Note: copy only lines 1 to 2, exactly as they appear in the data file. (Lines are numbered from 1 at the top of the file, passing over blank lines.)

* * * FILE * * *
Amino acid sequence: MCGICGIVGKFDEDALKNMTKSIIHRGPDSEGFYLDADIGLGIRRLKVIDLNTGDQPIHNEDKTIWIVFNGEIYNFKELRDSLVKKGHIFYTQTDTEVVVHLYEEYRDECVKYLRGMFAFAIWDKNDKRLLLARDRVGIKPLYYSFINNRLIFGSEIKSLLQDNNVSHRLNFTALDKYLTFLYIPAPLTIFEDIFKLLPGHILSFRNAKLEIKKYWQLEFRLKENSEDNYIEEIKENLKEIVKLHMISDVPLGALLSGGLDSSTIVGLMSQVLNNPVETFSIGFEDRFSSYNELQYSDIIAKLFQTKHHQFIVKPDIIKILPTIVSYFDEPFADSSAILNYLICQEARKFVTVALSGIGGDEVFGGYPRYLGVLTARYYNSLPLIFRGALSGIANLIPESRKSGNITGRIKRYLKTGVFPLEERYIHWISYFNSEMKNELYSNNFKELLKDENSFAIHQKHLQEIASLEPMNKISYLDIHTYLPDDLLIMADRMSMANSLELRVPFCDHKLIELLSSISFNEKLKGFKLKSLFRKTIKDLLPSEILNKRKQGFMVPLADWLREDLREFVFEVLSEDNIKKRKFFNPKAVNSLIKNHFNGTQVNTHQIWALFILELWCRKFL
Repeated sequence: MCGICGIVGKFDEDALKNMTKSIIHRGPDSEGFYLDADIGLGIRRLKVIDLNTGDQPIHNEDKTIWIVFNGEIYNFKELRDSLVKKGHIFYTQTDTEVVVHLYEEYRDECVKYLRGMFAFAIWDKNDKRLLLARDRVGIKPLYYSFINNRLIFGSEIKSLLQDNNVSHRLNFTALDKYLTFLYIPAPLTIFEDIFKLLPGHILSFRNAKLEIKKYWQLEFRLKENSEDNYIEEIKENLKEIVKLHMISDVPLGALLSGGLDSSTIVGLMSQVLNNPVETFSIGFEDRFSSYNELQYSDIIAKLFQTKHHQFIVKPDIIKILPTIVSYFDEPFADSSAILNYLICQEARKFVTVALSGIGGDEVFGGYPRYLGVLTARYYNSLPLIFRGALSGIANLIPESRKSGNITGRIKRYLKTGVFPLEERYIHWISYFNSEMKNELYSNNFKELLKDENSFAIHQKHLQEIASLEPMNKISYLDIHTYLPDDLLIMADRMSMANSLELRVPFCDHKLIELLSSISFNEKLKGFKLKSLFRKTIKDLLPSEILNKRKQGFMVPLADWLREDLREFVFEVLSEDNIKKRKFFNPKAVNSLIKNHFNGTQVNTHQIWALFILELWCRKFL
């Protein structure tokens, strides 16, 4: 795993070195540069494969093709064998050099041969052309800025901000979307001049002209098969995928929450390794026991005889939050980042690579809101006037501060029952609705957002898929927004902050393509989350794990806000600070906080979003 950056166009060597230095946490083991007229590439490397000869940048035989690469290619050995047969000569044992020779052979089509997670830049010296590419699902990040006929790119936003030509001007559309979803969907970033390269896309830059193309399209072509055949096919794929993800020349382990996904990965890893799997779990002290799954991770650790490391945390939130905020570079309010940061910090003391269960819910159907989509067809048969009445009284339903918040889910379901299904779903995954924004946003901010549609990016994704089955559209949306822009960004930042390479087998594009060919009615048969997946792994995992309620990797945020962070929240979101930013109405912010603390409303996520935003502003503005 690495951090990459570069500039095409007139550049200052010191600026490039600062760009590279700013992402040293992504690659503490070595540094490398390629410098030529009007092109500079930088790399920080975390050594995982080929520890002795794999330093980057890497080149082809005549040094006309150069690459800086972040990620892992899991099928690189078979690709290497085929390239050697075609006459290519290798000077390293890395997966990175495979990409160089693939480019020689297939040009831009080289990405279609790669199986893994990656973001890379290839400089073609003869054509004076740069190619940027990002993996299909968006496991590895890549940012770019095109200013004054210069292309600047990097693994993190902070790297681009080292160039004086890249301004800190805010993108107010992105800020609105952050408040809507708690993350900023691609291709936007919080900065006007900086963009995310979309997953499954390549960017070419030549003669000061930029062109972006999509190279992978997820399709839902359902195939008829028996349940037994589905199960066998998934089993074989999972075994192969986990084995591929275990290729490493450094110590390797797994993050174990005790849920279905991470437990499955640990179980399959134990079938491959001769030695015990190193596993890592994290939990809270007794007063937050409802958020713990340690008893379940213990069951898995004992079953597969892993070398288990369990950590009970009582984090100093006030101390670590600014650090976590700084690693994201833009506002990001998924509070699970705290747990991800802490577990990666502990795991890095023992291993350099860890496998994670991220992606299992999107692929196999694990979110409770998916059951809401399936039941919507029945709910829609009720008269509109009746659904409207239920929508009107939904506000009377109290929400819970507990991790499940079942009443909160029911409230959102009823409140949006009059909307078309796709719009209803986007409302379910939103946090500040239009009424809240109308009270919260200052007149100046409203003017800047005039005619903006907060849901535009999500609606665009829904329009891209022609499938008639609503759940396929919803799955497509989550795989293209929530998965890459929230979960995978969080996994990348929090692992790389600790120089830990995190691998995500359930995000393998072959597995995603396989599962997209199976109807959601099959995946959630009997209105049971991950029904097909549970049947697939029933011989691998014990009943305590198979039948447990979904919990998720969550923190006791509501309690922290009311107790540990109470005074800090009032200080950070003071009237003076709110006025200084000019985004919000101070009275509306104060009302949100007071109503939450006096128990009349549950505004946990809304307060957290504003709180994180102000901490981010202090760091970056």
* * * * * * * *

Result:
Amino acid sequence: MCGICGIVGKFDEDALKNMTKSIIHRGPDSEGFYLDADIGLGIRRLKVIDLNTGDQPIHNEDKTIWIVFNGEIYNFKELRDSLVKKGHIFYTQTDTEVVVHLYEEYRDECVKYLRGMFAFAIWDKNDKRLLLARDRVGIKPLYYSFINNRLIFGSEIKSLLQDNNVSHRLNFTALDKYLTFLYIPAPLTIFEDIFKLLPGHILSFRNAKLEIKKYWQLEFRLKENSEDNYIEEIKENLKEIVKLHMISDVPLGALLSGGLDSSTIVGLMSQVLNNPVETFSIGFEDRFSSYNELQYSDIIAKLFQTKHHQFIVKPDIIKILPTIVSYFDEPFADSSAILNYLICQEARKFVTVALSGIGGDEVFGGYPRYLGVLTARYYNSLPLIFRGALSGIANLIPESRKSGNITGRIKRYLKTGVFPLEERYIHWISYFNSEMKNELYSNNFKELLKDENSFAIHQKHLQEIASLEPMNKISYLDIHTYLPDDLLIMADRMSMANSLELRVPFCDHKLIELLSSISFNEKLKGFKLKSLFRKTIKDLLPSEILNKRKQGFMVPLADWLREDLREFVFEVLSEDNIKKRKFFNPKAVNSLIKNHFNGTQVNTHQIWALFILELWCRKFL
Repeated sequence: MCGICGIVGKFDEDALKNMTKSIIHRGPDSEGFYLDADIGLGIRRLKVIDLNTGDQPIHNEDKTIWIVFNGEIYNFKELRDSLVKKGHIFYTQTDTEVVVHLYEEYRDECVKYLRGMFAFAIWDKNDKRLLLARDRVGIKPLYYSFINNRLIFGSEIKSLLQDNNVSHRLNFTALDKYLTFLYIPAPLTIFEDIFKLLPGHILSFRNAKLEIKKYWQLEFRLKENSEDNYIEEIKENLKEIVKLHMISDVPLGALLSGGLDSSTIVGLMSQVLNNPVETFSIGFEDRFSSYNELQYSDIIAKLFQTKHHQFIVKPDIIKILPTIVSYFDEPFADSSAILNYLICQEARKFVTVALSGIGGDEVFGGYPRYLGVLTARYYNSLPLIFRGALSGIANLIPESRKSGNITGRIKRYLKTGVFPLEERYIHWISYFNSEMKNELYSNNFKELLKDENSFAIHQKHLQEIASLEPMNKISYLDIHTYLPDDLLIMADRMSMANSLELRVPFCDHKLIELLSSISFNEKLKGFKLKSLFRKTIKDLLPSEILNKRKQGFMVPLADWLREDLREFVFEVLSEDNIKKRKFFNPKAVNSLIKNHFNGTQVNTHQIWALFILELWCRKFL